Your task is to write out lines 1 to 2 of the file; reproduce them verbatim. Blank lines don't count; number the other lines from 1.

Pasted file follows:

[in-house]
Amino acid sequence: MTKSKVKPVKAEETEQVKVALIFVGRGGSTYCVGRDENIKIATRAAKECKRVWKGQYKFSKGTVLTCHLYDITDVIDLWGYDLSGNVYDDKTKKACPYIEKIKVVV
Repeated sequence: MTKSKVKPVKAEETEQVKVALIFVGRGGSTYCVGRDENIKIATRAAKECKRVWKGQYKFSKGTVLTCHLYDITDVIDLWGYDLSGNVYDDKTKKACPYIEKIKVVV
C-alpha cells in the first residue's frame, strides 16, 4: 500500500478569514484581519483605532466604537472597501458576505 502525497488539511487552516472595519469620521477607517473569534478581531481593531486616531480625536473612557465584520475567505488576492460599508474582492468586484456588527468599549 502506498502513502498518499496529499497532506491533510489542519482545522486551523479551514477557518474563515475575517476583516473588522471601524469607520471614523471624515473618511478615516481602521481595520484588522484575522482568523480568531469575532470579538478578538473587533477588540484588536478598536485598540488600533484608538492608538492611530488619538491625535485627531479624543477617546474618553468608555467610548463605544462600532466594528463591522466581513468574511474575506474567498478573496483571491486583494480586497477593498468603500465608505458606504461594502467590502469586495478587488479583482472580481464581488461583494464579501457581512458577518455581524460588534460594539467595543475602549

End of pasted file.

[in-house]
Amino acid sequence: MTKSKVKPVKAEETEQVKVALIFVGRGGSTYCVGRDENIKIATRAAKECKRVWKGQYKFSKGTVLTCHLYDITDVIDLWGYDLSGNVYDDKTKKACPYIEKIKVVV